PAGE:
Give me your tired, your poor,
Your huddled masses yearning to breathe free,
The wretched refuse of your teeming shore.
Send these, the homeless, tempest-tossed, to me:
I lift my lamp beside the golden door.
- Words of poet Emma Lazarus at the base of the Statue of Liberty
‘My late step-father, Samuel Pisar, was one of 900 children in his school in Bialystok, Poland, but the only one to survive the Holocaust after four years in concentration camps.
‘At the end of the war, he made a break from a death march into the Bavarian woods. From his hiding place, he heard the rumbling sound of a tank. Instead of an Iron Cross, he saw a 5- pointed White Star.’
‘He ran to the tank. The hatch opened. An African American GI looked down at him. He fell to his knees and said the only three words he knew in English that his mother had taught him: God Bless America. The GI lifted him into the tank, into America, into freedom.’
- Anthony Blinken, Biden appointee to be Secretary of State
As we enter this holiday season, it is essential to remember that America, this immigrant nation, has been and is a promised land for so many.
President Barack Obama remembers. That is why he titled his memoir A Promised Land.
A promised land does not mean a perfect land. It means there is a place that promises anyone, regardless of their country of origin, sex, race, religion, or status, the opportunity to believe, conceive, and achieve.
America made that promise at its founding when it stated in the Declaration of Independence, written in 1776:
We hold these truths to be self-evident, that all men are created equal, that they are endowed by their Creator with certain unalienable Rights, that among these are Life, Liberty and the pursuit of Happiness.
America did not deliver on that promise for all at its beginning. And for too many, it still does not do so today. But through the more than two centuries of its existence, American leaders and concerned citizens have striven to make this nation “a more perfect union” and to ensure that promises made are promises kept.
This is critical to remember. Unfortunately, over the past decade, and most recently under the Trump presidency, it has not been remembered, or perhaps was never known or understood.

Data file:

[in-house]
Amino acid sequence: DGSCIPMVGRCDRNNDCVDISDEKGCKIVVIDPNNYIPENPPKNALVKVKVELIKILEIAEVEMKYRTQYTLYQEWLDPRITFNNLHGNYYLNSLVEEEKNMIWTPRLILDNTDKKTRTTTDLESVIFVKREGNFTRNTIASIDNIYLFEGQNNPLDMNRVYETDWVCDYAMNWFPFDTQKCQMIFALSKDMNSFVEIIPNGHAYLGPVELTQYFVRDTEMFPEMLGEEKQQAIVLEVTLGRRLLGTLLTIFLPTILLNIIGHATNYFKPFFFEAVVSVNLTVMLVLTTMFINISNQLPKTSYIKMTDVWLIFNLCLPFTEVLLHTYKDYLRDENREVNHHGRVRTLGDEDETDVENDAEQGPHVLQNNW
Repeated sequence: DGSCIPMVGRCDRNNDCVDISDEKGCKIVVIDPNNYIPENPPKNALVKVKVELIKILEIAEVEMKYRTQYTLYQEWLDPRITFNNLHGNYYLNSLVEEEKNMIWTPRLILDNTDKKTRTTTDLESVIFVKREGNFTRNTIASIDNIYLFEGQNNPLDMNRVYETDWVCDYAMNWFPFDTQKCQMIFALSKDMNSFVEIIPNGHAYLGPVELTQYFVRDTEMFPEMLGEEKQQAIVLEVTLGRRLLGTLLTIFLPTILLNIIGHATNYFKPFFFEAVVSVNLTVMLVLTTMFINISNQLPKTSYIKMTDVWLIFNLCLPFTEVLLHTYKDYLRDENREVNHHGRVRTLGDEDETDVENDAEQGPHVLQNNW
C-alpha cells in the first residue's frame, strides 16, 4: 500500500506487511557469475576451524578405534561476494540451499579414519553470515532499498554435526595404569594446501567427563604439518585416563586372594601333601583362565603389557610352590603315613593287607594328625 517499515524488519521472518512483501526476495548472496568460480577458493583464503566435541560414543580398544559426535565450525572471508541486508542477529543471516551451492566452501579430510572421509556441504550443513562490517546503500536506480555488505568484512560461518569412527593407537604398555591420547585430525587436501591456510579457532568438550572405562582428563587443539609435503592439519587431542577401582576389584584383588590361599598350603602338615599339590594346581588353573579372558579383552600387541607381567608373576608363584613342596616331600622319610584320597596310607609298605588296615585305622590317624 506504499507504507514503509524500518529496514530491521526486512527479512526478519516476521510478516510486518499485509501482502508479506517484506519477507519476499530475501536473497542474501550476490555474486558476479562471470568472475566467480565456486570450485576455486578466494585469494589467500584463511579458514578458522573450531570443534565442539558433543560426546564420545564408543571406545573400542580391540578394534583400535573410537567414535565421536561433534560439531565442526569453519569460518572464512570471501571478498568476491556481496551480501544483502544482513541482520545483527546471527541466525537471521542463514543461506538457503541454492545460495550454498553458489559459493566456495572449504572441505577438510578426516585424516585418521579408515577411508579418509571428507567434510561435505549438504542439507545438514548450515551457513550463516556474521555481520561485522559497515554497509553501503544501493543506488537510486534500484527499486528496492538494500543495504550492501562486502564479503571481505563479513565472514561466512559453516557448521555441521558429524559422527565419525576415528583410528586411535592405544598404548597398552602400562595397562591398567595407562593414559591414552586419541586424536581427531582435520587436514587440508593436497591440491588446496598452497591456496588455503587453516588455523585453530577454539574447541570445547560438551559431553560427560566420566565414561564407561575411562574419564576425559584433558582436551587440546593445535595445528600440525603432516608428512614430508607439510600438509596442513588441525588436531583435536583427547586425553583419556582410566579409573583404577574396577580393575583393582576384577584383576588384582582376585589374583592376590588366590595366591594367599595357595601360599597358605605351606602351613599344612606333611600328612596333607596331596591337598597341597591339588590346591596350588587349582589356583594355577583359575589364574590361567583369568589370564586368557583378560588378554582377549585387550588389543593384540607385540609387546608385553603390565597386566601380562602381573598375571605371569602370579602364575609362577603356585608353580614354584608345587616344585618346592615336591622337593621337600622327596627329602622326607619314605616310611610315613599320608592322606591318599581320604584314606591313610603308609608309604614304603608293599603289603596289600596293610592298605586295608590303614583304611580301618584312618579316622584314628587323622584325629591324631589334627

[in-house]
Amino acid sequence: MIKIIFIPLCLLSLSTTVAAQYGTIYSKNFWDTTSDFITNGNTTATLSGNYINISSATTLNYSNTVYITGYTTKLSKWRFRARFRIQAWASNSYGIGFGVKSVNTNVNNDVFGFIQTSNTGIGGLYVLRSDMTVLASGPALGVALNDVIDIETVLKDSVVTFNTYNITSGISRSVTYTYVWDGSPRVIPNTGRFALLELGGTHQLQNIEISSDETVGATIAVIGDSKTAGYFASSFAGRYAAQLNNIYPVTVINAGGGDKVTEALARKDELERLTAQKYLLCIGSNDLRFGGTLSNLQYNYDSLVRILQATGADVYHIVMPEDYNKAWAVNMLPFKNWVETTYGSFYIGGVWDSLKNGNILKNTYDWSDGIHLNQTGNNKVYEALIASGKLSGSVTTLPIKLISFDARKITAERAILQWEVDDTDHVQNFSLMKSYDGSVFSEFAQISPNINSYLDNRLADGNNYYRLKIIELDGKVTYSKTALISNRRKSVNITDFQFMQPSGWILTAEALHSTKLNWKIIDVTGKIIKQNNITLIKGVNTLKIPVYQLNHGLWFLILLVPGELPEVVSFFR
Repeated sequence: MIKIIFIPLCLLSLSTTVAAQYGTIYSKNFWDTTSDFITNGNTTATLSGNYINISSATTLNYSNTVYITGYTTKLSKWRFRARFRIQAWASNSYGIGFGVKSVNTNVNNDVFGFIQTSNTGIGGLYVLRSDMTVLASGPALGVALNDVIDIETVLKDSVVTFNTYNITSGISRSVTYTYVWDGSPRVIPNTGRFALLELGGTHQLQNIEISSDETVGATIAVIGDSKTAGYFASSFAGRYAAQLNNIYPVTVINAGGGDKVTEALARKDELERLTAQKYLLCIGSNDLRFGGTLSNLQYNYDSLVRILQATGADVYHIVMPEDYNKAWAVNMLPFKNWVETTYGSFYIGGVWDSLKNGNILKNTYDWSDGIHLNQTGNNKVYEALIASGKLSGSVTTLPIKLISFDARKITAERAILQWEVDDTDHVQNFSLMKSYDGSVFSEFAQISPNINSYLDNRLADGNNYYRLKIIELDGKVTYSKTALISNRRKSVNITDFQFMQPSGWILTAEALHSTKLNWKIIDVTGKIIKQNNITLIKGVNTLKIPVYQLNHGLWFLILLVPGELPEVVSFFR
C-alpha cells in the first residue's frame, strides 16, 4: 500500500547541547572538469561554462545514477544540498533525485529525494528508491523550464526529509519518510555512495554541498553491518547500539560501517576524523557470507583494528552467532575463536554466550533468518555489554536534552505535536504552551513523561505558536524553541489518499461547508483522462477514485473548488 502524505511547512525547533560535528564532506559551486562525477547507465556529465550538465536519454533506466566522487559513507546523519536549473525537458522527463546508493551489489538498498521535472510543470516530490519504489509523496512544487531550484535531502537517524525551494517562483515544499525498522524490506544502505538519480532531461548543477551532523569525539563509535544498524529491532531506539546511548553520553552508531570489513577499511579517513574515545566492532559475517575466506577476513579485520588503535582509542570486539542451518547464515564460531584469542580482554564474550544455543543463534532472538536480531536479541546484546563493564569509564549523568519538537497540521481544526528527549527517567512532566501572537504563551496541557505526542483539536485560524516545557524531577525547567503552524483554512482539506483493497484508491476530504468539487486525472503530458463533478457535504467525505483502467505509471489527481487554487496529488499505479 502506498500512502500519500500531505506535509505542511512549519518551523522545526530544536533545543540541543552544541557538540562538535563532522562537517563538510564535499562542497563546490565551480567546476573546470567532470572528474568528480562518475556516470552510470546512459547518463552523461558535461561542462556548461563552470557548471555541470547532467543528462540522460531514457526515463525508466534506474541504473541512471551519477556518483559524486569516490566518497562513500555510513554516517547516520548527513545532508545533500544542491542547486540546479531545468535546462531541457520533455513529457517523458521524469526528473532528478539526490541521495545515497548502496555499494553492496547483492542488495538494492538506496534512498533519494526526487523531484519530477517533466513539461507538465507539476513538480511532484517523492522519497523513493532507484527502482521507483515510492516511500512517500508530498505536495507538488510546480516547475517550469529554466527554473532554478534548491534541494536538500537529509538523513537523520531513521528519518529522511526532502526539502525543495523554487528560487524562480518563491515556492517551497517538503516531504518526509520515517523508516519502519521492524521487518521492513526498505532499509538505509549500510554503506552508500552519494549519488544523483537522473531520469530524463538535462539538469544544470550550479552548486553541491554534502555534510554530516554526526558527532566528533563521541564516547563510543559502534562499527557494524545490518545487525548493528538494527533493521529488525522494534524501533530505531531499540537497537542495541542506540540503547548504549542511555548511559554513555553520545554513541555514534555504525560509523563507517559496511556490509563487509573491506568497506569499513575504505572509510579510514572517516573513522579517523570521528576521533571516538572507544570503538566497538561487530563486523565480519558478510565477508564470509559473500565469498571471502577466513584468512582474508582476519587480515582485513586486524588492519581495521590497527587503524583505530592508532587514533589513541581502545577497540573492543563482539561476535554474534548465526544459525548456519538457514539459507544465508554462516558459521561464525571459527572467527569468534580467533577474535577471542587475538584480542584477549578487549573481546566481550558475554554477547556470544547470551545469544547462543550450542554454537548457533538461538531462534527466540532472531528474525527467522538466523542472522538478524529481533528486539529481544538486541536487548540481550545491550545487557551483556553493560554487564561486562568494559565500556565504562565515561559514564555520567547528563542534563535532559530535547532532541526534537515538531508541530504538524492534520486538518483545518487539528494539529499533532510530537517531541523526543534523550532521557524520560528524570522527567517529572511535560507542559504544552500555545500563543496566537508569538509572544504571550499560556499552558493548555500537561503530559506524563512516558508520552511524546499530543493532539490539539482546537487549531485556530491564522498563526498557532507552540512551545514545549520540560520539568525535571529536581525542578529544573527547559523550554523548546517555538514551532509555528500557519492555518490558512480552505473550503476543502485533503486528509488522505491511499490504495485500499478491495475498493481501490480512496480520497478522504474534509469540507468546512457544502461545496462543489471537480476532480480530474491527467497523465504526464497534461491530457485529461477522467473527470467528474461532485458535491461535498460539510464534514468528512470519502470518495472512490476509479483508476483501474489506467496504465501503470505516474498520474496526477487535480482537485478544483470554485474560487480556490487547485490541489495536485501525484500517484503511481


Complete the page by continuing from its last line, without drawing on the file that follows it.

Most recently, America has been moved toward isolationism, both internally and on the world stage. The evolving American melting pot of diversity and acceptance was being replaced with a pot strainer for selection and rejection.
In this year’s presidential election, the majority of Americans voted to make America a promised land again. This should be celebrated during this holiday season. And in our holiday wishes for this year, we do so by remembering America’s past and wishing for its future.
- We remember: George Washington in 1790 labeling this American democracy and its governmental system “a great experiment”.
- We wish: That the great experiment will continue through this 21st century into the 22nd and beyond.
- We remember: Abraham Lincoln in 1863 in his Gettysburg Address proclaiming that — “this nation, under God, shall have a new birth of freedom…”
- We wish: In the years and decades to come, that freedom shall finally be fully and fairly extended to Blacks.
- We remember: Franklin Delano Roosevelt in 1941 enunciating the four freedoms: Freedom of speech. Freedom to worship. Freedom from want. Freedom from fear.
- We wish: Freedom of speech to dignify discourse, not to demean it and each other. Freedom to worship, not through one politically dominant Christian religion, but ecumenically and through all religions. Freedom from want for those tens of millions of Americans who still live in poverty in the world’s richest nation. Freedom from fear of each other, and faith in our ability to overcome the current threats to democracy.
- We remember: John F. Kennedy in 1961 requesting, “Ask not what your country can do for you. Ask what you can do for your country.”
- We wish: That citizens ask what they can do to strengthen the four freedoms, extend the new birth of freedom to all, and contribute to the continuation of this great experiment.
- We remember: George W. Bush in 2001 explaining, “America has never been united by blood or birth or soil. We are bound by ideals that move us beyond our backgrounds, lift us above our interests and teach us what it means to be citizens. Every child must be taught these principles. Every child must uphold them…Today we affirm a new commitment to live out our nation’s promise through civility, courage, compassion, and character.”
- We wish: For a national system of civic education and citizen learning and engagement that prepares and equips to live out our nation’s promise.
- We remember: Joe Biden at Gettysburg in 2020 stating, “We must seek not to have our fists clinched but our arms open. We have to seek not to tear each other apart. We have to seek to come together.”
- We wish: That we Americans learn to embrace each other and learn how to work together in unity.
- We remember: Martin Luther King, Jr. in 1968 saying to Blacks in Memphis — “I’ve been to the mountaintop…I’ve seen the Promised Land. I may not get there with you. But I want you know to know tonight, that we, as a people, will get to the Promised Land.”
- We wish: That MLK’s people and we the American people get to the promised land and arrive there together hand in hand and arm in arm..
This is what we remember and this is what we wish. These are our holiday wishes for all in America — a promised land. A promised land for we, the people.
Happy and healthy holidays and best wishes for the new year and the years to follow.
Originally published by the Frank Islam Institute for 21st Century Citizenship. For more information on what 21st century citizenship entails, and to see exemplars from around the world, please visit our website.